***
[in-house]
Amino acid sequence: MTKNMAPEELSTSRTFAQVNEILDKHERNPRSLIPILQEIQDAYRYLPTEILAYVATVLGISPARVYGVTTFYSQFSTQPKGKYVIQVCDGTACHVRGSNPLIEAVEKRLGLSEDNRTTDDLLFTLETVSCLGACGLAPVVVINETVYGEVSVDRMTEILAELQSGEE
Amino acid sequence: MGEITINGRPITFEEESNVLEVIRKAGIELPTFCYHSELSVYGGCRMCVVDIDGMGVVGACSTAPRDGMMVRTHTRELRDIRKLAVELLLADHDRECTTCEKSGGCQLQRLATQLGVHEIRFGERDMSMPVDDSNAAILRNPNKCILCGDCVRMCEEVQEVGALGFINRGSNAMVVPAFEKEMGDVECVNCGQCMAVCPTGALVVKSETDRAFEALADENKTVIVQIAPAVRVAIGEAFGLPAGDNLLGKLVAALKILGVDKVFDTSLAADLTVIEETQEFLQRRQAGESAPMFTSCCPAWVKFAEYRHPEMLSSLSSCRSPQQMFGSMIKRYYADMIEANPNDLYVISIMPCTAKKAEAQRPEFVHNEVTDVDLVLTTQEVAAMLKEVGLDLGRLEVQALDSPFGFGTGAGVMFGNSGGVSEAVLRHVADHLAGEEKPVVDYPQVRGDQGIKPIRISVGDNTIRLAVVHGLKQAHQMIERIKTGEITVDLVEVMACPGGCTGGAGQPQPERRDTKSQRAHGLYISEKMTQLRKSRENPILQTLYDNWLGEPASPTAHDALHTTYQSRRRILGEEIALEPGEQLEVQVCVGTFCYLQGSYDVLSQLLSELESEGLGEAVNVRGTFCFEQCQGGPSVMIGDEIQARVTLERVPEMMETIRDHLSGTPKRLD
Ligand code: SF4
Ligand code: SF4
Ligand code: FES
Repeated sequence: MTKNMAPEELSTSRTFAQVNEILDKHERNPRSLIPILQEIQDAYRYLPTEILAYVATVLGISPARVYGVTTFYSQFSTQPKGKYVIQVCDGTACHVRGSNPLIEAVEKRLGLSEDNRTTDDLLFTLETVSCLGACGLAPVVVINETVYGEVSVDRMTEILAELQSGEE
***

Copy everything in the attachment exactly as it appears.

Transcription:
[in-house]
Amino acid sequence: MTKNMAPEELSTSRTFAQVNEILDKHERNPRSLIPILQEIQDAYRYLPTEILAYVATVLGISPARVYGVTTFYSQFSTQPKGKYVIQVCDGTACHVRGSNPLIEAVEKRLGLSEDNRTTDDLLFTLETVSCLGACGLAPVVVINETVYGEVSVDRMTEILAELQSGEE
Amino acid sequence: MGEITINGRPITFEEESNVLEVIRKAGIELPTFCYHSELSVYGGCRMCVVDIDGMGVVGACSTAPRDGMMVRTHTRELRDIRKLAVELLLADHDRECTTCEKSGGCQLQRLATQLGVHEIRFGERDMSMPVDDSNAAILRNPNKCILCGDCVRMCEEVQEVGALGFINRGSNAMVVPAFEKEMGDVECVNCGQCMAVCPTGALVVKSETDRAFEALADENKTVIVQIAPAVRVAIGEAFGLPAGDNLLGKLVAALKILGVDKVFDTSLAADLTVIEETQEFLQRRQAGESAPMFTSCCPAWVKFAEYRHPEMLSSLSSCRSPQQMFGSMIKRYYADMIEANPNDLYVISIMPCTAKKAEAQRPEFVHNEVTDVDLVLTTQEVAAMLKEVGLDLGRLEVQALDSPFGFGTGAGVMFGNSGGVSEAVLRHVADHLAGEEKPVVDYPQVRGDQGIKPIRISVGDNTIRLAVVHGLKQAHQMIERIKTGEITVDLVEVMACPGGCTGGAGQPQPERRDTKSQRAHGLYISEKMTQLRKSRENPILQTLYDNWLGEPASPTAHDALHTTYQSRRRILGEEIALEPGEQLEVQVCVGTFCYLQGSYDVLSQLLSELESEGLGEAVNVRGTFCFEQCQGGPSVMIGDEIQARVTLERVPEMMETIRDHLSGTPKRLD
Ligand code: SF4
Ligand code: SF4
Ligand code: FES
Repeated sequence: MTKNMAPEELSTSRTFAQVNEILDKHERNPRSLIPILQEIQDAYRYLPTEILAYVATVLGISPARVYGVTTFYSQFSTQPKGKYVIQVCDGTACHVRGSNPLIEAVEKRLGLSEDNRTTDDLLFTLETVSCLGACGLAPVVVINETVYGEVSVDRMTEILAELQSGEE